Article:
Modern Hawaiian Foods to Enjoy

December 7, 2010, 11:02 AM HST · Updated December 7, 11:02 AM
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Photo Credit: hollyhadsellentertaining.com

There are many types of traditional Hawaiian foods and recipes to try, but did you also know that there is a great variety of Hawaiian foods to tickle your taste buds? Here is our list of modern Hawaii foods to try:

  • Lau-Lau – A lau lau is an authentic Hawaiian dish that is typically made with pork shoulder, a chicken or vegetable filling and salted butterfish. Each lau lau is individually wrapped with taro leaves, which are similar to spinach leaves. The individually wrapped bundles are then tied together, inside two ti-leaves that form a pouch to lock in the moisture and flavors found in the taro leaves, fillings and seasonings. Lau laus are typically pressure cooked in a steamer oven, and some are still cooked in underground ovens. The ti-leaves are removed before eating and are not an edible part of the dish.
  • Kalua Pork – The piez de resistance of any Hawaiian luau is Kalua pork. Kalua pork is typically cooked in an imu, an underground oven, although Kalua pork can be cooked with liquid smoke flavoring and Hawaiian salt to reproduce the smoky flavor.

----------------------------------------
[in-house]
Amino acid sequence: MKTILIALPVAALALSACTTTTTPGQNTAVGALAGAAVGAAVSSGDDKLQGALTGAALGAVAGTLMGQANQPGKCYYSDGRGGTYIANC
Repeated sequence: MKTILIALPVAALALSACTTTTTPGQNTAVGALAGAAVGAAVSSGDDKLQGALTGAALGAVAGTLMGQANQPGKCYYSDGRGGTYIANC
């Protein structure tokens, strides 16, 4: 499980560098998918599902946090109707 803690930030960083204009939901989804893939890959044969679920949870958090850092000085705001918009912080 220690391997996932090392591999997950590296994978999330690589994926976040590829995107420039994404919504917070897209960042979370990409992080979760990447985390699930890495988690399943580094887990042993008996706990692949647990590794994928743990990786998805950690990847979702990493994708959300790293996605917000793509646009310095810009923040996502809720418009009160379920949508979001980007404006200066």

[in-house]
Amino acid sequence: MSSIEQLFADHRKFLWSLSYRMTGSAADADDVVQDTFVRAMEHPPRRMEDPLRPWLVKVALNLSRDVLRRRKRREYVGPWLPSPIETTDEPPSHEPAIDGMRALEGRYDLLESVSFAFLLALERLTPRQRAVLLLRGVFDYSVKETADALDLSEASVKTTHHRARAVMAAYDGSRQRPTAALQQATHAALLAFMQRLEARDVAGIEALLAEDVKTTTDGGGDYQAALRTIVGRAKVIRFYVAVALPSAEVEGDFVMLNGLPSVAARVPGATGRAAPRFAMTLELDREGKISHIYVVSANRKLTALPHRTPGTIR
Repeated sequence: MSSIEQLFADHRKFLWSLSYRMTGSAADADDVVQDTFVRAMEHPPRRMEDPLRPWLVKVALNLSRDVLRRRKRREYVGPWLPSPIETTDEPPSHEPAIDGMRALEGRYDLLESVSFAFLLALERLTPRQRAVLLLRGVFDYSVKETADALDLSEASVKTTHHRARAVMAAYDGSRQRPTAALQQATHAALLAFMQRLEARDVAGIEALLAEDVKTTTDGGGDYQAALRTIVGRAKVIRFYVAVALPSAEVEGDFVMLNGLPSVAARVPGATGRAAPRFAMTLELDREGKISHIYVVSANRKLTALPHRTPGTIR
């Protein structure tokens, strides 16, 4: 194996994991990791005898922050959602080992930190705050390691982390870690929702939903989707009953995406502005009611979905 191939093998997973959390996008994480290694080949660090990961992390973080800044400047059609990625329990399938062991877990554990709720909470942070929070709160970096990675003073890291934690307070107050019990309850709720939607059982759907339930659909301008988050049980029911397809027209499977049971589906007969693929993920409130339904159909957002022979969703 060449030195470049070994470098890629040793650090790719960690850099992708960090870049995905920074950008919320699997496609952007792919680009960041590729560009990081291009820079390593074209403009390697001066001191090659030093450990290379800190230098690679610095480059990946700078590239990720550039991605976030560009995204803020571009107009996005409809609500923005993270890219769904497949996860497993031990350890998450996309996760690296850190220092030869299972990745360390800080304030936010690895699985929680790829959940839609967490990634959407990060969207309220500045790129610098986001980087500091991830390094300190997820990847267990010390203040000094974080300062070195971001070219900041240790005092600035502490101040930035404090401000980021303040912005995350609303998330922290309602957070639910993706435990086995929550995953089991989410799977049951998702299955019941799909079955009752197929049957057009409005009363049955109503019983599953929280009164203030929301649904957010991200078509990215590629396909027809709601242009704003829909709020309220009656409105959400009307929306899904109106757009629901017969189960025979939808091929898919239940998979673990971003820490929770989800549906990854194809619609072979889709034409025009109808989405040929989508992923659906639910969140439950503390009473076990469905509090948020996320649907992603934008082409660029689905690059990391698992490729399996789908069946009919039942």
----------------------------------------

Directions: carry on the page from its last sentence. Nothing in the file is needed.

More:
• Poke – Poke is a raw fish salad that is typically made with ahi, or yellowfish tuna. Poke is flavored with soy sauce, sesame oil, kukui nut and seaweed. There are more than 100 types of poke throughout Hawaii, so have fun trying to sample them all!
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  • Lomi salmon – Also called lomi-lomi salmon, this salmon dish combines diced salmon with tomatoes, crushed ice and green onions. Lomi, which is Hawaiian for “to massage,” is actually massaged together when creating the dish. It is common to find lomi salmon at today’s modern luaus and often compliments poi, a taro dish.
  • Poi – This Hawaiian staple food is made from mashing cooked taro to a fluid. The taro plant can either be baked or steamed before mashing. Water is added either during the mashing or before serving to achieve an ideal consistency. Although poi is considered to be rather bland, it is an acquired taste and found at nearly every Hawaiian feast.
  • Manapua – Manapua is a pork-filled bun that has been around since the 19th century in Hawaii and is a traditional Chinese food. It is quite common to find food peddlers selling Manapua around business districts in Hawaii. There are traditional versions of this dish that are steamed, and more modern versions that are baked and use sweet, Hawaiian bread.
  • Haupia – A sweet Hawaiian dessert, Haupia is often found in luaus across Hawaii. It has the texture of a pudding, but it is usually served in blocks like gelatin. Traditional haupia involves coconut milk mixed with ground arrowroot until the mixture becomes thick. Modern recipes call for diluted coconut milk, sugar and salt that is mixed with cornstarch until a thick, smooth consistency is achieved. Once the mixture is thickened, it is poured into a rectangular pan and chilled as one would with gelatin. Some recipes also call for using unflavored gelatin in place of the corn starch.
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